Queen Elizabeth visited him here in 1572. During the Civil War the castle was held for the King, and withstood an attack by siege from the Parliamentary troops under General Massy. Charles himself was there in August 1643. In 1697 the fourteenth lord was made Earl of Berkeley.
In 1810, the succession was disputed to this title, and the question is not settled to this day. Admiral Sir Maurice Fitzhardinge Berkeley, a very distinguished naval commander, who succeeded to the estates, was created Baron Fitzhardinge in 1861, and Berkeley continues in the possession of his successor.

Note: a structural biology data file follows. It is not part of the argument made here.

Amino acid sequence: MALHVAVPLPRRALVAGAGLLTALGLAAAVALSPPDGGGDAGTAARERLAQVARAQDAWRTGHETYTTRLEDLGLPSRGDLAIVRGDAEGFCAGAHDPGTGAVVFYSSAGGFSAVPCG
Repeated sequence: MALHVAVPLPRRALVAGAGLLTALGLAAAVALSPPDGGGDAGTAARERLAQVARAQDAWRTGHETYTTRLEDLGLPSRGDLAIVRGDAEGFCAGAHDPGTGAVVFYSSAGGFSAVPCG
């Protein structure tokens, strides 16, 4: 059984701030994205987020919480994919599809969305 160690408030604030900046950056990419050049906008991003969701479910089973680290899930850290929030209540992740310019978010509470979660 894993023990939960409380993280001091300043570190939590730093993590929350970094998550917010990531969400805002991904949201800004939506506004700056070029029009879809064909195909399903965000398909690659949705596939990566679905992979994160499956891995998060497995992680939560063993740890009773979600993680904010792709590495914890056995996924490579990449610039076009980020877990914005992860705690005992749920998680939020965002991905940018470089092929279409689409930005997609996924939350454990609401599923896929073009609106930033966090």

In Berkeley Castle the buildings are of several periods. The Norman shell keep, the most ancient part, is irregularly circular in plan, and is flanked by three semicircular towers, and a square one of later construction; its walls are massive and high. There is an external staircase giving access to the keep, and over it a room has been built at a later period which tradition assigns as the scene of the murder of Edward II.; Horace Walpole describes it as “a dismal chamber in the square tower, almost at the top of the house, quite detached, and to be approached only by a kind of foot-bridge”. The various buildings of the castle arc contained within the outer wall, facing the keep on its mound, and having six or seven angles and faces. Parker says “the whole arrangement of the domestic buildings is so good, and has been comparatively so little disturbed, that though mostly of a date prior to the fifteenth century, it is given as an example of the manner in which domestic conveniences were adapted to the requirements of a castellated residence where security had been the primary consideration”. The great Hall is perfect, and is a very fine one of the fourteenth century. The kitchen is remarkable, being hexagonal in shape with immense fireplaces between the windows, and two recesses for cooking on two of the other sides; it rises to the full height of the building, with a heavy timber roof added by Henry VII. The bakehouse and oven, the larders, the great cellars for wine, with groined roof supported by pillars in Norman work, are all extant and still in use, the wall of these cellars being in places 13 feet thick where the outer wall has been buttressed. Above the cellars are two beautiful chapels of Decorated period, which had fallen into disuse and perhaps desecration as early as 1364, when they were restored under Papal authority. (Castles Of England, Sir James D. Mackenzie, 1896)